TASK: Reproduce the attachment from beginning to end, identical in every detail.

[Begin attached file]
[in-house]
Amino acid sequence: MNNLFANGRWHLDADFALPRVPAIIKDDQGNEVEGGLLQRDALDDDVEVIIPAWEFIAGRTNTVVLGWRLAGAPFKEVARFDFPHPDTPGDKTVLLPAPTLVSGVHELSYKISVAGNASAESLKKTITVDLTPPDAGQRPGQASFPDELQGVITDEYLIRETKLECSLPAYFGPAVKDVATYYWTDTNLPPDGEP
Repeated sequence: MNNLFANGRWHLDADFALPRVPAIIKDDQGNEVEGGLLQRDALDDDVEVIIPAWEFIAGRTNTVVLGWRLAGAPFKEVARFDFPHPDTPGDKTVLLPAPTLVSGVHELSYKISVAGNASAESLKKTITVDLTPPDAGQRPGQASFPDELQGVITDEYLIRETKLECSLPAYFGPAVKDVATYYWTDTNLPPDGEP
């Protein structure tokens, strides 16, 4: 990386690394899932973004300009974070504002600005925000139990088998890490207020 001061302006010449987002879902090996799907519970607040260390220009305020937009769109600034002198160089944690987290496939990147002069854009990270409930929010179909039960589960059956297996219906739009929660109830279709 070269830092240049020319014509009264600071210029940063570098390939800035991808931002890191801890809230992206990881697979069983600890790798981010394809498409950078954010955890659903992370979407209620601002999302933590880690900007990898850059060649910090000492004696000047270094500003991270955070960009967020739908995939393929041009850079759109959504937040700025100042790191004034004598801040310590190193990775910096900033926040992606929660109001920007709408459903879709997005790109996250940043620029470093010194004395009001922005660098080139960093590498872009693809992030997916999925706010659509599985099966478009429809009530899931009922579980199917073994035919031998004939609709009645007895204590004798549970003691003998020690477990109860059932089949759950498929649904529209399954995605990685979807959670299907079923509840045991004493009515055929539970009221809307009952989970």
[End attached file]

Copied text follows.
[in-house]
Amino acid sequence: MNNLFANGRWHLDADFALPRVPAIIKDDQGNEVEGGLLQRDALDDDVEVIIPAWEFIAGRTNTVVLGWRLAGAPFKEVARFDFPHPDTPGDKTVLLPAPTLVSGVHELSYKISVAGNASAESLKKTITVDLTPPDAGQRPGQASFPDELQGVITDEYLIRETKLECSLPAYFGPAVKDVATYYWTDTNLPPDGEP
Repeated sequence: MNNLFANGRWHLDADFALPRVPAIIKDDQGNEVEGGLLQRDALDDDVEVIIPAWEFIAGRTNTVVLGWRLAGAPFKEVARFDFPHPDTPGDKTVLLPAPTLVSGVHELSYKISVAGNASAESLKKTITVDLTPPDAGQRPGQASFPDELQGVITDEYLIRETKLECSLPAYFGPAVKDVATYYWTDTNLPPDGEP
């Protein structure tokens, strides 16, 4: 990386690394899932973004300009974070504002600005925000139990088998890490207020 001061302006010449987002879902090996799907519970607040260390220009305020937009769109600034002198160089944690987290496939990147002069854009990270409930929010179909039960589960059956297996219906739009929660109830279709 070269830092240049020319014509009264600071210029940063570098390939800035991808931002890191801890809230992206990881697979069983600890790798981010394809498409950078954010955890659903992370979407209620601002999302933590880690900007990898850059060649910090000492004696000047270094500003991270955070960009967020739908995939393929041009850079759109959504937040700025100042790191004034004598801040310590190193990775910096900033926040992606929660109001920007709408459903879709997005790109996250940043620029470093010194004395009001922005660098080139960093590498872009693809992030997916999925706010659509599985099966478009429809009530899931009922579980199917073994035919031998004939609709009645007895204590004798549970003691003998020690477990109860059932089949759950498929649904529209399954995605990685979807959670299907079923509840045991004493009515055929539970009221809307009952989970």